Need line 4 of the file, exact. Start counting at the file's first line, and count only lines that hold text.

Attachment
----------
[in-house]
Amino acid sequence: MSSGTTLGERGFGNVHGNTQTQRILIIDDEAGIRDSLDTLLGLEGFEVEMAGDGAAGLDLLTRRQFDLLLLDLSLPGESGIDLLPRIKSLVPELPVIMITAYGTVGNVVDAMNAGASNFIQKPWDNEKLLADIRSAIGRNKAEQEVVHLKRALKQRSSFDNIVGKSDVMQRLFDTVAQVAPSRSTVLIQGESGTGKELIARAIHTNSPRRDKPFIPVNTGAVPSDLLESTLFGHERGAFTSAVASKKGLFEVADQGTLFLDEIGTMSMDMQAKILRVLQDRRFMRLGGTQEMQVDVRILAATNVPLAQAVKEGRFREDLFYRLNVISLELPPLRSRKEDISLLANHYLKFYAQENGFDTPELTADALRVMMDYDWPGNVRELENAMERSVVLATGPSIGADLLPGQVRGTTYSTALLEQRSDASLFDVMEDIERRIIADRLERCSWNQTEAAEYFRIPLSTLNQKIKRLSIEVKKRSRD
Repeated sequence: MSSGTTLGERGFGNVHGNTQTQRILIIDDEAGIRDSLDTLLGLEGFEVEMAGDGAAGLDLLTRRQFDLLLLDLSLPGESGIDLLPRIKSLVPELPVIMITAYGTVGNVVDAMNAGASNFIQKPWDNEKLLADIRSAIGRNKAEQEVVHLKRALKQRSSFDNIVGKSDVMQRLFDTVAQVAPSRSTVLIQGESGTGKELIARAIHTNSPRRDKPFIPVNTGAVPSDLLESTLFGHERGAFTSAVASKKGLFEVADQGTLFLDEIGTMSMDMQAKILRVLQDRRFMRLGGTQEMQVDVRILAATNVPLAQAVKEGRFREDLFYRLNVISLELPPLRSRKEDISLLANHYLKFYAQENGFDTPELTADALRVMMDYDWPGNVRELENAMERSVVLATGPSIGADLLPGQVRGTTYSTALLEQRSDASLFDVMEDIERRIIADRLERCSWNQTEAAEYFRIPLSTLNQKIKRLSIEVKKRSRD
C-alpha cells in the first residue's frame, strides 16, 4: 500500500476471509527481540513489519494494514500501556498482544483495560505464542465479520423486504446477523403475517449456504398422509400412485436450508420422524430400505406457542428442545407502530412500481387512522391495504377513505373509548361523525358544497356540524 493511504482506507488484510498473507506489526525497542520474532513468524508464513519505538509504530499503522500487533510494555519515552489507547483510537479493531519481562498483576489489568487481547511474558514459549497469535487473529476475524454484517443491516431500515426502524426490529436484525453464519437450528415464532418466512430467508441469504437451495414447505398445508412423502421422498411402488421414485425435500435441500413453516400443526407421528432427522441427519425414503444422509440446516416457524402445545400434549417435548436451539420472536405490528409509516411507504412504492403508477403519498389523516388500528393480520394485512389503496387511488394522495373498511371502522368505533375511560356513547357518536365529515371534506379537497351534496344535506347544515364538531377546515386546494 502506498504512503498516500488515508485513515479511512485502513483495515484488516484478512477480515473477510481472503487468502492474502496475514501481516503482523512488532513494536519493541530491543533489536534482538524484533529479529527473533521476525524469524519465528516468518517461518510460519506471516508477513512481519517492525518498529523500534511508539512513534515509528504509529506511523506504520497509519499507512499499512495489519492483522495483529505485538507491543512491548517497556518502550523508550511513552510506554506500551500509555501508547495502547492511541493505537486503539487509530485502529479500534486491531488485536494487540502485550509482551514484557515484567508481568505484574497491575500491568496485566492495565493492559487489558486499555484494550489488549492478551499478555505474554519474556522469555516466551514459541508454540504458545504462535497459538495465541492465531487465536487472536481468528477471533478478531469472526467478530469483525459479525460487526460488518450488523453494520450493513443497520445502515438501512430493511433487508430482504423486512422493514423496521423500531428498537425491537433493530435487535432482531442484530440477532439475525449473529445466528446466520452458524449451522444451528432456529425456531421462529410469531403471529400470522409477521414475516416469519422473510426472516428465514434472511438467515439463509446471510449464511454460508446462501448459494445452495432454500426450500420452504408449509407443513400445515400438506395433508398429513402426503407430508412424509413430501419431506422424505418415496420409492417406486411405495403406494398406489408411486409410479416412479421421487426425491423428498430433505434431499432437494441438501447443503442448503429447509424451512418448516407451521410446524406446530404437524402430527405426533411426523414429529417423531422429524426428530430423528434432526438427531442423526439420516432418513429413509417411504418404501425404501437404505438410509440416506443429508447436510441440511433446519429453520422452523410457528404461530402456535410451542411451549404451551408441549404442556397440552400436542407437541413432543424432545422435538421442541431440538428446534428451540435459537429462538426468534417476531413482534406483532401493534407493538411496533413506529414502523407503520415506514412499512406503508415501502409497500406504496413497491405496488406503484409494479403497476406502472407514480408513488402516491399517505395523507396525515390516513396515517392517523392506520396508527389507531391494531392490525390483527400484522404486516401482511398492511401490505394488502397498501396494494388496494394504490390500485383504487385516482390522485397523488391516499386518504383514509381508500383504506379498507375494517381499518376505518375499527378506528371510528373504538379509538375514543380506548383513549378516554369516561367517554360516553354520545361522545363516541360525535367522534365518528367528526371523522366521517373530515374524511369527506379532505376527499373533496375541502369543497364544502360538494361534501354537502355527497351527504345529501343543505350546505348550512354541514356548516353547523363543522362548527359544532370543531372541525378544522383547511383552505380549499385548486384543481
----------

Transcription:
C-alpha cells in the first residue's frame, strides 16, 4: 500500500476471509527481540513489519494494514500501556498482544483495560505464542465479520423486504446477523403475517449456504398422509400412485436450508420422524430400505406457542428442545407502530412500481387512522391495504377513505373509548361523525358544497356540524 493511504482506507488484510498473507506489526525497542520474532513468524508464513519505538509504530499503522500487533510494555519515552489507547483510537479493531519481562498483576489489568487481547511474558514459549497469535487473529476475524454484517443491516431500515426502524426490529436484525453464519437450528415464532418466512430467508441469504437451495414447505398445508412423502421422498411402488421414485425435500435441500413453516400443526407421528432427522441427519425414503444422509440446516416457524402445545400434549417435548436451539420472536405490528409509516411507504412504492403508477403519498389523516388500528393480520394485512389503496387511488394522495373498511371502522368505533375511560356513547357518536365529515371534506379537497351534496344535506347544515364538531377546515386546494 502506498504512503498516500488515508485513515479511512485502513483495515484488516484478512477480515473477510481472503487468502492474502496475514501481516503482523512488532513494536519493541530491543533489536534482538524484533529479529527473533521476525524469524519465528516468518517461518510460519506471516508477513512481519517492525518498529523500534511508539512513534515509528504509529506511523506504520497509519499507512499499512495489519492483522495483529505485538507491543512491548517497556518502550523508550511513552510506554506500551500509555501508547495502547492511541493505537486503539487509530485502529479500534486491531488485536494487540502485550509482551514484557515484567508481568505484574497491575500491568496485566492495565493492559487489558486499555484494550489488549492478551499478555505474554519474556522469555516466551514459541508454540504458545504462535497459538495465541492465531487465536487472536481468528477471533478478531469472526467478530469483525459479525460487526460488518450488523453494520450493513443497520445502515438501512430493511433487508430482504423486512422493514423496521423500531428498537425491537433493530435487535432482531442484530440477532439475525449473529445466528446466520452458524449451522444451528432456529425456531421462529410469531403471529400470522409477521414475516416469519422473510426472516428465514434472511438467515439463509446471510449464511454460508446462501448459494445452495432454500426450500420452504408449509407443513400445515400438506395433508398429513402426503407430508412424509413430501419431506422424505418415496420409492417406486411405495403406494398406489408411486409410479416412479421421487426425491423428498430433505434431499432437494441438501447443503442448503429447509424451512418448516407451521410446524406446530404437524402430527405426533411426523414429529417423531422429524426428530430423528434432526438427531442423526439420516432418513429413509417411504418404501425404501437404505438410509440416506443429508447436510441440511433446519429453520422452523410457528404461530402456535410451542411451549404451551408441549404442556397440552400436542407437541413432543424432545422435538421442541431440538428446534428451540435459537429462538426468534417476531413482534406483532401493534407493538411496533413506529414502523407503520415506514412499512406503508415501502409497500406504496413497491405496488406503484409494479403497476406502472407514480408513488402516491399517505395523507396525515390516513396515517392517523392506520396508527389507531391494531392490525390483527400484522404486516401482511398492511401490505394488502397498501396494494388496494394504490390500485383504487385516482390522485397523488391516499386518504383514509381508500383504506379498507375494517381499518376505518375499527378506528371510528373504538379509538375514543380506548383513549378516554369516561367517554360516553354520545361522545363516541360525535367522534365518528367528526371523522366521517373530515374524511369527506379532505376527499373533496375541502369543497364544502360538494361534501354537502355527497351527504345529501343543505350546505348550512354541514356548516353547523363543522362548527359544532370543531372541525378544522383547511383552505380549499385548486384543481